New playoff format doesn't do A's any favors

Opening ALDS in Detroit, they find themselves in 2-0 hole — and angry at Tigers relief pitcher's antics

DETROIT — So there it is: baseball's biggest kiss-off.

They made a movie about the 2002 Athletics. This time around, somebody should write a blues song for them.

After they had won the second-most games in the American League this year, the A's — who should really be called the Yoenis Cespedes Experience — were assigned to open the postseason on the road, like just another opening act. That's bad.

Even worse was they got themselves mugged by the 1-2 punch of Justin Verlander and Miguel Cabrera. But worst of all, at least for the highlight reel, was they just got dissed by middle reliever Al Alburquerque.

He was so excited about fielding a come-backer from Cespedes with the go-ahead run on third base in the ninth inning that he kissed the ball before throwing it to first base.

There was your takeaway moment from the first two games of this American League Division Series, which the big-bucks Tigers won by 5-4 and 3-1 scores, putting baseball's most overachieving and entertaining team on the verge of extinction.

Josh Reddick, who plays right field for the A's, called Alburquerque's display "immature" and "very unprofessional." He was asked if the pitcher's act was designed to show up the A's.

"It is," said Reddick, who along with Cespedes had given the A's a 4-3 lead in the eighth. "That's exactly what's going on. … I don't think anybody, whether they've been in the big leagues one day or (have) 15 years in the big leagues should do that. You should enjoy yourself, do that stuff in the dugout when nobody's watching."

For much of the season, by reasons of time zones and slow starts, not many people outside of Oakland were watching the A's. But they changed that with a 57-26 record after June 30 and an 82-46 record in games started by Cespedes, the 26-year-old from Granma, Cuba. They swept a three-game series from the two-time defending AL champ Rangers to win the West, and here they are.

However, with Major League Baseball starting these best-of-five series at the home parks of the lower seeds, the Athletics' first trip to the postseason since 2006 has seemed like a tuneup for the Tigers. They were a popular World Series pick before they slogged through the preseason behind the White Sox, and it looks like they're hitting stride at the right time.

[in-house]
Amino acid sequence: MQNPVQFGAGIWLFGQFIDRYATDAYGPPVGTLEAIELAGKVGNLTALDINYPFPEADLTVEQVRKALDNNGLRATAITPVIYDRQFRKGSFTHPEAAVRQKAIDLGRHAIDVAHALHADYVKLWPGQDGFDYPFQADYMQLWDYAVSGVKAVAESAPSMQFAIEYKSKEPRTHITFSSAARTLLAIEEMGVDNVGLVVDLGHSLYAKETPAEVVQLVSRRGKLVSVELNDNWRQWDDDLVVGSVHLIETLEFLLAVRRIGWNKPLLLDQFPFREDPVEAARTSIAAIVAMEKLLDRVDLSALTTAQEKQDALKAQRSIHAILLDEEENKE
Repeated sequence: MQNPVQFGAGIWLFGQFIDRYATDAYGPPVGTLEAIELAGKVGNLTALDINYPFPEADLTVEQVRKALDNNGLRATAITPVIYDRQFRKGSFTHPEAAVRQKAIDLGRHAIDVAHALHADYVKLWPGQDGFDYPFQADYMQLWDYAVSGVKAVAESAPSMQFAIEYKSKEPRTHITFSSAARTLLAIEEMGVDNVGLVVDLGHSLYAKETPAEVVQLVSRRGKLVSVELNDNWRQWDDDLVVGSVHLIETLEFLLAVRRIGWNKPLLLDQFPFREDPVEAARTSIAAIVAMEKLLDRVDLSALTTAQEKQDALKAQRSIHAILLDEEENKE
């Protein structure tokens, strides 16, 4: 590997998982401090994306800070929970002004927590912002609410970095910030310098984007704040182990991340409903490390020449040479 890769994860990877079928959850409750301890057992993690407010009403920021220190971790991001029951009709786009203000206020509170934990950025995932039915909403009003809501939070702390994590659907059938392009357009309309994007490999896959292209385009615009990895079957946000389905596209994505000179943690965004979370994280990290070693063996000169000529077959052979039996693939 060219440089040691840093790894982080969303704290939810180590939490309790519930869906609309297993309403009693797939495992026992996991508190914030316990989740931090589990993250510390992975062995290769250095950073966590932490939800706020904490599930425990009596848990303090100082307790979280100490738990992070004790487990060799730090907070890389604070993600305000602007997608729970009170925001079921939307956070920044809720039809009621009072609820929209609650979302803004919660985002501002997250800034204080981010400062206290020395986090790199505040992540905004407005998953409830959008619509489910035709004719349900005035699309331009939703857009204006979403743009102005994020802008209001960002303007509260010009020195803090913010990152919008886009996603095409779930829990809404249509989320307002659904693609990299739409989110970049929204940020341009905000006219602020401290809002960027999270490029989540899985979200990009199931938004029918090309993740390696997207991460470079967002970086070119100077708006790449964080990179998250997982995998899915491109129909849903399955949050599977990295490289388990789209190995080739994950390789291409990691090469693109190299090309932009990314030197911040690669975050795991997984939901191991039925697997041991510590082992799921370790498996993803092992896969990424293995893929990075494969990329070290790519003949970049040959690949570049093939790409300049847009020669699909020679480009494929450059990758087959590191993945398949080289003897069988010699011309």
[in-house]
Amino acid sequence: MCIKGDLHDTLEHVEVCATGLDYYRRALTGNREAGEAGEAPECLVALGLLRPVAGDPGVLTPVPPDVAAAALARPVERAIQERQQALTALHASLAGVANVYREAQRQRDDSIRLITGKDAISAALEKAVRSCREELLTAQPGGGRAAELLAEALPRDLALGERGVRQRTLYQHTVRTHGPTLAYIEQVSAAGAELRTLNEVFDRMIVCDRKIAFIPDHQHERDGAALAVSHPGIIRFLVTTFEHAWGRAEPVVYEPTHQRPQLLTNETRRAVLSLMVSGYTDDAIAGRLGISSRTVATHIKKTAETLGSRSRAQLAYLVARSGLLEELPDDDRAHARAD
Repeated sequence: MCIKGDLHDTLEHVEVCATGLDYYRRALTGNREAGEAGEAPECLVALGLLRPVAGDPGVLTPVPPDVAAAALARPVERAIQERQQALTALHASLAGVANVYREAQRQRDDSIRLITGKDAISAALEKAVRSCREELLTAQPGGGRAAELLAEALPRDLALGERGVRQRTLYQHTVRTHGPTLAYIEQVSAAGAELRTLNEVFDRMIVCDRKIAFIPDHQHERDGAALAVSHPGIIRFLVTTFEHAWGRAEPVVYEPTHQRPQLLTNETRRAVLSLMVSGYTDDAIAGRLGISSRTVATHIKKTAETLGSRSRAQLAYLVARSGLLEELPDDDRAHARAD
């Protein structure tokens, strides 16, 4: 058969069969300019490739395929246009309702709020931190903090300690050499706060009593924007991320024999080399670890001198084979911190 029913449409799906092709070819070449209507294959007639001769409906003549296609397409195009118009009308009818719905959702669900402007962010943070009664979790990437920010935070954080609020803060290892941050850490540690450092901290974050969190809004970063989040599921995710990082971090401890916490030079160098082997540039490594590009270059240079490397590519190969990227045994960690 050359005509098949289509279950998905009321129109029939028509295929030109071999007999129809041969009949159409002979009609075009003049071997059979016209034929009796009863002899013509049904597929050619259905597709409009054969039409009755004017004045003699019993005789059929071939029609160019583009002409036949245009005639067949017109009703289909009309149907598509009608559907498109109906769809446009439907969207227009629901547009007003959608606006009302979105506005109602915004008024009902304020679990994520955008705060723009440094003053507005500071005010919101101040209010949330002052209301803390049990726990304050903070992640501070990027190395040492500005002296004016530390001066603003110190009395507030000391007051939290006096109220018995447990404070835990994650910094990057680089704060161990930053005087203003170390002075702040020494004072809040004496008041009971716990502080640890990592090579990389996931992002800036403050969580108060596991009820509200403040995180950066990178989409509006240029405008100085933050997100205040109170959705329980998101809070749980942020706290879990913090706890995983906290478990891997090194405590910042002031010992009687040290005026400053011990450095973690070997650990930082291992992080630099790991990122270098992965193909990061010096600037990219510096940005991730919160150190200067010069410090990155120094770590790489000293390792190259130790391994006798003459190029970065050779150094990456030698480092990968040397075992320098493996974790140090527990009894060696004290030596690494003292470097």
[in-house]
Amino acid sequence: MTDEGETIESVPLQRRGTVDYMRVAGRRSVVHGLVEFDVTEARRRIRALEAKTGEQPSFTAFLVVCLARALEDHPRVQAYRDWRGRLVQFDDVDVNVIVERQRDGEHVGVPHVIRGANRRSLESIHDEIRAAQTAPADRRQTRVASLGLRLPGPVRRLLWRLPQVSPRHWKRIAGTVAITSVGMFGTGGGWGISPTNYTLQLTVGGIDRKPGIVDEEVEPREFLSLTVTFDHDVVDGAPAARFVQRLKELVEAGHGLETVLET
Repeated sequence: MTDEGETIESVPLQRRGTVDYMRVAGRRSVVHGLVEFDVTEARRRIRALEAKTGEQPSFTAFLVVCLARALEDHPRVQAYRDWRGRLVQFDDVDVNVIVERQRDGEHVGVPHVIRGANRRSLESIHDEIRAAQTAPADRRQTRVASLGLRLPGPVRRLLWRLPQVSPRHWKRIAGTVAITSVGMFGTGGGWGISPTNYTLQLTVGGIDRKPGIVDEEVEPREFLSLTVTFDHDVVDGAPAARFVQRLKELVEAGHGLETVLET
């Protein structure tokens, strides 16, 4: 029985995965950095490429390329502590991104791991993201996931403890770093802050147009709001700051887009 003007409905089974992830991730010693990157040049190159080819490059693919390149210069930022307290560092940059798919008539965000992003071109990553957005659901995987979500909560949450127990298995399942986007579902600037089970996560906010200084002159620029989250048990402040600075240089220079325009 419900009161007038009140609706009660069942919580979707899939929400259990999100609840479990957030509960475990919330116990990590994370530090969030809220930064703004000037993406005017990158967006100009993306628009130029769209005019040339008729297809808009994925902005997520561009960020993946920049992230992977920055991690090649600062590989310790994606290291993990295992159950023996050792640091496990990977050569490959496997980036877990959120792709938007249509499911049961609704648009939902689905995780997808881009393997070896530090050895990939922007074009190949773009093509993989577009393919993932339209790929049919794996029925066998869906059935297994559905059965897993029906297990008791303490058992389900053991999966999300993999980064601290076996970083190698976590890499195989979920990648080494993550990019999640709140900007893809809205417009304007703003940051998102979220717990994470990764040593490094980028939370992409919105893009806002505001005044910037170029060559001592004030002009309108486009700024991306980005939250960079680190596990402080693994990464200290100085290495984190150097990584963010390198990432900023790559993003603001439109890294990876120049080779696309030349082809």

Every time the A's scored on Saturday and Sunday, Jim Leyland's Tigers answered in the bottom of the inning. Cabrera was hitless in Game 1 but would have had four hits in Sunday's 5-4 win, including two doubles, if official scorer Dan Marowski had not given Coco Crisp an error on a shallow fly off the end of his bat in the seventh inning. Two runs scored when Crisp botched a basket catch at the end of a sprint from the neighborhood of the warning track, where he was stationed.

"Coco ran 100 yards to get to that ball," said A's second baseman Cliff Pennington, exaggerating only a little. "Not many center fielders in the game even get close to catching that ball."

Closer Grant Balfour was close to rage in the clubhouse afterward, kicking a chair in the middle of the room after doors had been opened to reporters. Manager Bob Melvin brought him in to get the game into extra innings, but he wound up with powder burns.

Balfour allowed one-out singles to Omar Infante and Cabrera before an intentional walk of Prince Fielder to load the bases for Don Kelly, who had come in the game as a pinch runner an inning earlier. Kelly lifted a fly to Reddick, easily scoring Infante.

Winning pitcher: Alburquerque, who faced only Cespedes (and he was probably still out of breath after stealing two bases and scoring on a wild pitch an inning earlier).

Alburquerque said he has never kissed a baseball before but did it out of excitement after fielding the ball. Leyland probably wants to kiss someone or something after getting this close to headlining over the Yoenis Cespedes Experience.

"We're playing one hell of a team," Leyland said. "You saw them today. They're not going to cash it in, trust me. … We got a long, long way to go."

Because MLB chose to squeeze the new wild-card round into a previously arranged postseason window of 28 days, it compromised by using a 2-3 format to save a travel day in the division series. That put the top seeds into the position of falling into a 2-0 hole on the road, and that's what has happened to the A's.

"Not many guys in here are concerned about that," said lefty reliever Sean Doolittle, who was on the mound when Crisp just missed catching Cabrera's fly. "We have an off day (Monday). We're going to use that to turn the page, get refocused. Truly, we're more concerned about what's going on in here, how we play at home, with our fans. That stadium will be packed."

Reddick said his message for A's fans is simple.

"Don't give up on us," he said. "We're not done yet."

Lots of people hope not, although probably not the network that will televise the World Series.

progers@tribune.com

Twitter @ChiTribRogers

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